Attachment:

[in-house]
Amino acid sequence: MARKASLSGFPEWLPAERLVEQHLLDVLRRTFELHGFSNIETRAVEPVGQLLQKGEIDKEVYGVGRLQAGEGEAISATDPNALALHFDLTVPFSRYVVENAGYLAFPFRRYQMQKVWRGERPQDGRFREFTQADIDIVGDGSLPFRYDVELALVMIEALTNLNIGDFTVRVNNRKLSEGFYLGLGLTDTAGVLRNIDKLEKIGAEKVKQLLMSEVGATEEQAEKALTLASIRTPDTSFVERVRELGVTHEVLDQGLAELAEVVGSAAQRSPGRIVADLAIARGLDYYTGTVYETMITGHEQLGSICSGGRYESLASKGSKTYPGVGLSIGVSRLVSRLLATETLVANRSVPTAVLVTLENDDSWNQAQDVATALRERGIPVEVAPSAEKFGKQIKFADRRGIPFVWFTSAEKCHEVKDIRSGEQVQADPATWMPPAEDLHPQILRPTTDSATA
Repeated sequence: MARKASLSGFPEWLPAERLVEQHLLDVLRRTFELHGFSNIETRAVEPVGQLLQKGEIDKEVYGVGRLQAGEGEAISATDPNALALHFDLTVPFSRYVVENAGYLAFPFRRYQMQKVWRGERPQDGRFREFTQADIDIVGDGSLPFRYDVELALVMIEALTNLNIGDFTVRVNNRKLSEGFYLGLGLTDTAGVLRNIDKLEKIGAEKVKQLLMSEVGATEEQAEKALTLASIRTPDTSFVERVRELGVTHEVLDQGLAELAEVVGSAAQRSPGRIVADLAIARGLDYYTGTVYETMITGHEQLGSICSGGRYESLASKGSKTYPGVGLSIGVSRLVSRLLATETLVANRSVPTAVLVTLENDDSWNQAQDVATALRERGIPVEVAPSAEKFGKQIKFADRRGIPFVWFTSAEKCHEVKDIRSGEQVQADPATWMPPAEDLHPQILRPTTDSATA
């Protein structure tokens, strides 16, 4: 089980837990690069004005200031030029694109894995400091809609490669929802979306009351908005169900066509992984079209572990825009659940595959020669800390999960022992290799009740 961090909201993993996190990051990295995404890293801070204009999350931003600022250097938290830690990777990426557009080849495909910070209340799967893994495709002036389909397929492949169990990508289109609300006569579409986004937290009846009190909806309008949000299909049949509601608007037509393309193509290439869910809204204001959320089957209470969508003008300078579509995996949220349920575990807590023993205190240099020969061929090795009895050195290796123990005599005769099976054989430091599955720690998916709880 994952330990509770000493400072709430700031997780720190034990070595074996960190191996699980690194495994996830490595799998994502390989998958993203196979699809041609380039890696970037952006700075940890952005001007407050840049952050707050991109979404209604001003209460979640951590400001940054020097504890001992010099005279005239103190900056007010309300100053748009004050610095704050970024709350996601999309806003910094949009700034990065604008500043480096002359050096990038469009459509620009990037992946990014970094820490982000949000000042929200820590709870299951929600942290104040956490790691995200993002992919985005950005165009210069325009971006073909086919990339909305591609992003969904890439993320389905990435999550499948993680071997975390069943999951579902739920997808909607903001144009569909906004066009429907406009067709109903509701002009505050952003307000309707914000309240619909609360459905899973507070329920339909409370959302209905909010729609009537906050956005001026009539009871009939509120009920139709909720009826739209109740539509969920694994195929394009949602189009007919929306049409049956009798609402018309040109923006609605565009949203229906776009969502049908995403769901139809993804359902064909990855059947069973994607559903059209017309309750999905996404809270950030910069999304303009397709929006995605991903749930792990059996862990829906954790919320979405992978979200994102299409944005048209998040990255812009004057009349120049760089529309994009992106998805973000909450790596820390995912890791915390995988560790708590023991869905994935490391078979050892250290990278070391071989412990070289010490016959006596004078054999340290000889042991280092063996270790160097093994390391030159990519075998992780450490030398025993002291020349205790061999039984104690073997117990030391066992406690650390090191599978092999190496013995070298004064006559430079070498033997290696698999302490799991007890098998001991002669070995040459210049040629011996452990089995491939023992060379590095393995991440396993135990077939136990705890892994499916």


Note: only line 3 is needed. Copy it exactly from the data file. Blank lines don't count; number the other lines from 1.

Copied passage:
Repeated sequence: MARKASLSGFPEWLPAERLVEQHLLDVLRRTFELHGFSNIETRAVEPVGQLLQKGEIDKEVYGVGRLQAGEGEAISATDPNALALHFDLTVPFSRYVVENAGYLAFPFRRYQMQKVWRGERPQDGRFREFTQADIDIVGDGSLPFRYDVELALVMIEALTNLNIGDFTVRVNNRKLSEGFYLGLGLTDTAGVLRNIDKLEKIGAEKVKQLLMSEVGATEEQAEKALTLASIRTPDTSFVERVRELGVTHEVLDQGLAELAEVVGSAAQRSPGRIVADLAIARGLDYYTGTVYETMITGHEQLGSICSGGRYESLASKGSKTYPGVGLSIGVSRLVSRLLATETLVANRSVPTAVLVTLENDDSWNQAQDVATALRERGIPVEVAPSAEKFGKQIKFADRRGIPFVWFTSAEKCHEVKDIRSGEQVQADPATWMPPAEDLHPQILRPTTDSATA